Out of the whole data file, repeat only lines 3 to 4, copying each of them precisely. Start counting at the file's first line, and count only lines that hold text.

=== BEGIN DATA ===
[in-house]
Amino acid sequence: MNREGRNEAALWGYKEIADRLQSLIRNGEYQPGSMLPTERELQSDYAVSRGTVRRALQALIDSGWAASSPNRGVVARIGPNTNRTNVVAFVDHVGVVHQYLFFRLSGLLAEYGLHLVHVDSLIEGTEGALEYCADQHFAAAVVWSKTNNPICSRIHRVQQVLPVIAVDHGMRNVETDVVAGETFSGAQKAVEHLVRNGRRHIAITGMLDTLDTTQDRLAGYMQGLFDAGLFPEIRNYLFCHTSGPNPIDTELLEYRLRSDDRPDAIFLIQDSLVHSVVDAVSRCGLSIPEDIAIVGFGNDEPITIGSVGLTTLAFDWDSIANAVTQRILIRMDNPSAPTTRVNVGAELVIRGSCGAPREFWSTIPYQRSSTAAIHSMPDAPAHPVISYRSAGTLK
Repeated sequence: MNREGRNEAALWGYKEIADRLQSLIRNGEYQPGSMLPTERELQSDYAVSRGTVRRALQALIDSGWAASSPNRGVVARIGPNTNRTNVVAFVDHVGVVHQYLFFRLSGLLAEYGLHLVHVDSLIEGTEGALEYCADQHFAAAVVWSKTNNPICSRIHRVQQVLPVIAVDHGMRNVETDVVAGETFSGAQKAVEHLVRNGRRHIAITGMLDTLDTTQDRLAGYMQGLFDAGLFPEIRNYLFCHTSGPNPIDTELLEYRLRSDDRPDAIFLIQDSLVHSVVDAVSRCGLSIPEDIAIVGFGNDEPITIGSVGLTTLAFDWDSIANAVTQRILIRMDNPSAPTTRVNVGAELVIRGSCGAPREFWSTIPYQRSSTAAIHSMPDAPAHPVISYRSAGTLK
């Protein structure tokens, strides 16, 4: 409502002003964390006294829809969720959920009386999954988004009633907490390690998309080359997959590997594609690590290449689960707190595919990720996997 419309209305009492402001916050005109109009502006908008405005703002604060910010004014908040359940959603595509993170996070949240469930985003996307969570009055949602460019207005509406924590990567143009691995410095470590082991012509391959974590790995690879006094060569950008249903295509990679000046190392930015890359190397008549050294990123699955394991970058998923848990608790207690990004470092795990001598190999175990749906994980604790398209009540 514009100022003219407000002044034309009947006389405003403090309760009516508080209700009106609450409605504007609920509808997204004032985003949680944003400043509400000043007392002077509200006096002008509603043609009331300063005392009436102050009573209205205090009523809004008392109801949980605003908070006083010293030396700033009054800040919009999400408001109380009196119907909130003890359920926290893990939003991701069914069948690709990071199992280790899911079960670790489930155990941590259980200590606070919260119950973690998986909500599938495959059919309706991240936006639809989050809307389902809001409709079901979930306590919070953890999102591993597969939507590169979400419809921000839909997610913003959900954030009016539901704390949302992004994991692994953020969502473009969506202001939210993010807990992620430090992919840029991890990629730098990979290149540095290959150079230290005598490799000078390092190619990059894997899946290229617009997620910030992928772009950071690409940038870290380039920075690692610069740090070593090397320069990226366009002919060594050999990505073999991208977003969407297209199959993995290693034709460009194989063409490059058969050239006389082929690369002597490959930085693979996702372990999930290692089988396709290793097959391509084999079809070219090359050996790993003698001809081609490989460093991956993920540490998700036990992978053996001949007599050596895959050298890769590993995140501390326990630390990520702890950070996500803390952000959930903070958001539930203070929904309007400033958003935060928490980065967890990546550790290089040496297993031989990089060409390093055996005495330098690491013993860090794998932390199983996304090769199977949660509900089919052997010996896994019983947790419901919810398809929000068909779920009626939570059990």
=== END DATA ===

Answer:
Repeated sequence: MNREGRNEAALWGYKEIADRLQSLIRNGEYQPGSMLPTERELQSDYAVSRGTVRRALQALIDSGWAASSPNRGVVARIGPNTNRTNVVAFVDHVGVVHQYLFFRLSGLLAEYGLHLVHVDSLIEGTEGALEYCADQHFAAAVVWSKTNNPICSRIHRVQQVLPVIAVDHGMRNVETDVVAGETFSGAQKAVEHLVRNGRRHIAITGMLDTLDTTQDRLAGYMQGLFDAGLFPEIRNYLFCHTSGPNPIDTELLEYRLRSDDRPDAIFLIQDSLVHSVVDAVSRCGLSIPEDIAIVGFGNDEPITIGSVGLTTLAFDWDSIANAVTQRILIRMDNPSAPTTRVNVGAELVIRGSCGAPREFWSTIPYQRSSTAAIHSMPDAPAHPVISYRSAGTLK
């Protein structure tokens, strides 16, 4: 409502002003964390006294829809969720959920009386999954988004009633907490390690998309080359997959590997594609690590290449689960707190595919990720996997 419309209305009492402001916050005109109009502006908008405005703002604060910010004014908040359940959603595509993170996070949240469930985003996307969570009055949602460019207005509406924590990567143009691995410095470590082991012509391959974590790995690879006094060569950008249903295509990679000046190392930015890359190397008549050294990123699955394991970058998923848990608790207690990004470092795990001598190999175990749906994980604790398209009540 514009100022003219407000002044034309009947006389405003403090309760009516508080209700009106609450409605504007609920509808997204004032985003949680944003400043509400000043007392002077509200006096002008509603043609009331300063005392009436102050009573209205205090009523809004008392109801949980605003908070006083010293030396700033009054800040919009999400408001109380009196119907909130003890359920926290893990939003991701069914069948690709990071199992280790899911079960670790489930155990941590259980200590606070919260119950973690998986909500599938495959059919309706991240936006639809989050809307389902809001409709079901979930306590919070953890999102591993597969939507590169979400419809921000839909997610913003959900954030009016539901704390949302992004994991692994953020969502473009969506202001939210993010807990992620430090992919840029991890990629730098990979290149540095290959150079230290005598490799000078390092190619990059894997899946290229617009997620910030992928772009950071690409940038870290380039920075690692610069740090070593090397320069990226366009002919060594050999990505073999991208977003969407297209199959993995290693034709460009194989063409490059058969050239006389082929690369002597490959930085693979996702372990999930290692089988396709290793097959391509084999079809070219090359050996790993003698001809081609490989460093991956993920540490998700036990992978053996001949007599050596895959050298890769590993995140501390326990630390990520702890950070996500803390952000959930903070958001539930203070929904309007400033958003935060928490980065967890990546550790290089040496297993031989990089060409390093055996005495330098690491013993860090794998932390199983996304090769199977949660509900089919052997010996896994019983947790419901919810398809929000068909779920009626939570059990």